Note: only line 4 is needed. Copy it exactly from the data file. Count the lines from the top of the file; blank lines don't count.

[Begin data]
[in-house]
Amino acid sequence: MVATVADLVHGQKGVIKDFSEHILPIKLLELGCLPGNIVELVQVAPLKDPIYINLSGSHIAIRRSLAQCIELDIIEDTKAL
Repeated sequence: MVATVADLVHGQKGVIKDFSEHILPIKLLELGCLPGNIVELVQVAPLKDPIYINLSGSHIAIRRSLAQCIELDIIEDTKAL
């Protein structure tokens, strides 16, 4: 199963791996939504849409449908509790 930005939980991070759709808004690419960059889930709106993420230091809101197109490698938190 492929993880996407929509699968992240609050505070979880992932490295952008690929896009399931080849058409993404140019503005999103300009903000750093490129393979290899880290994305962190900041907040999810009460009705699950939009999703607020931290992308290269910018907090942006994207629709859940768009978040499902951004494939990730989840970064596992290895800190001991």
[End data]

């Protein structure tokens, strides 16, 4: 199963791996939504849409449908509790 930005939980991070759709808004690419960059889930709106993420230091809101197109490698938190 492929993880996407929509699968992240609050505070979880992932490295952008690929896009399931080849058409993404140019503005999103300009903000750093490129393979290899880290994305962190900041907040999810009460009705699950939009999703607020931290992308290269910018907090942006994207629709859940768009978040499902951004494939990730989840970064596992290895800190001991």